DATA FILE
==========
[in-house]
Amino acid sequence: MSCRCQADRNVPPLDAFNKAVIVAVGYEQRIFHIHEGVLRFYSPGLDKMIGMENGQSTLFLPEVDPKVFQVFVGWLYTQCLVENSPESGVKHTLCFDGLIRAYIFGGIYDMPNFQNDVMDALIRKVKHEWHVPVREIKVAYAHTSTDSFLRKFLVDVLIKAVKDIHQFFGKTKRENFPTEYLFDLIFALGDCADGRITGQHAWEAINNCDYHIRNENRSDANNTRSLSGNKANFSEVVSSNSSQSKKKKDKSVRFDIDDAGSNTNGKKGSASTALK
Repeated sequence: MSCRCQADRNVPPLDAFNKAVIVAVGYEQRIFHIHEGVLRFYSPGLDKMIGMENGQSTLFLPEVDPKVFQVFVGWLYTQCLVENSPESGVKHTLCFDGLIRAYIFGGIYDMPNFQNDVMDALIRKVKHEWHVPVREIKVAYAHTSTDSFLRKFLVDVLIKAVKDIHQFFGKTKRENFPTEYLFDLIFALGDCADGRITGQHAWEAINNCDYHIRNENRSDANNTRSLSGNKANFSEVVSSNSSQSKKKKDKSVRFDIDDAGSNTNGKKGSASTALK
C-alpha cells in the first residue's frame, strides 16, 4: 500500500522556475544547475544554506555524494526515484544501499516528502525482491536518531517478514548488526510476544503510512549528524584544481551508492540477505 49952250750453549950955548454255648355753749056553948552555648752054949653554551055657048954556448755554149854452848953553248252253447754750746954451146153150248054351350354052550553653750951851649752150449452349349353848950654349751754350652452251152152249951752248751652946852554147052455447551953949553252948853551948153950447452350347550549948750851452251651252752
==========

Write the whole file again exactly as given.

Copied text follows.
[in-house]
Amino acid sequence: MSCRCQADRNVPPLDAFNKAVIVAVGYEQRIFHIHEGVLRFYSPGLDKMIGMENGQSTLFLPEVDPKVFQVFVGWLYTQCLVENSPESGVKHTLCFDGLIRAYIFGGIYDMPNFQNDVMDALIRKVKHEWHVPVREIKVAYAHTSTDSFLRKFLVDVLIKAVKDIHQFFGKTKRENFPTEYLFDLIFALGDCADGRITGQHAWEAINNCDYHIRNENRSDANNTRSLSGNKANFSEVVSSNSSQSKKKKDKSVRFDIDDAGSNTNGKKGSASTALK
Repeated sequence: MSCRCQADRNVPPLDAFNKAVIVAVGYEQRIFHIHEGVLRFYSPGLDKMIGMENGQSTLFLPEVDPKVFQVFVGWLYTQCLVENSPESGVKHTLCFDGLIRAYIFGGIYDMPNFQNDVMDALIRKVKHEWHVPVREIKVAYAHTSTDSFLRKFLVDVLIKAVKDIHQFFGKTKRENFPTEYLFDLIFALGDCADGRITGQHAWEAINNCDYHIRNENRSDANNTRSLSGNKANFSEVVSSNSSQSKKKKDKSVRFDIDDAGSNTNGKKGSASTALK
C-alpha cells in the first residue's frame, strides 16, 4: 500500500522556475544547475544554506555524494526515484544501499516528502525482491536518531517478514548488526510476544503510512549528524584544481551508492540477505 49952250750453549950955548454255648355753749056553948552555648752054949653554551055657048954556448755554149854452848953553248252253447754750746954451146153150248054351350354052550553653750951851649752150449452349349353848950654349751754350652452251152152249951752248751652946852554147052455447551953949553252948853551948153950447452350347550549948750851452251651252752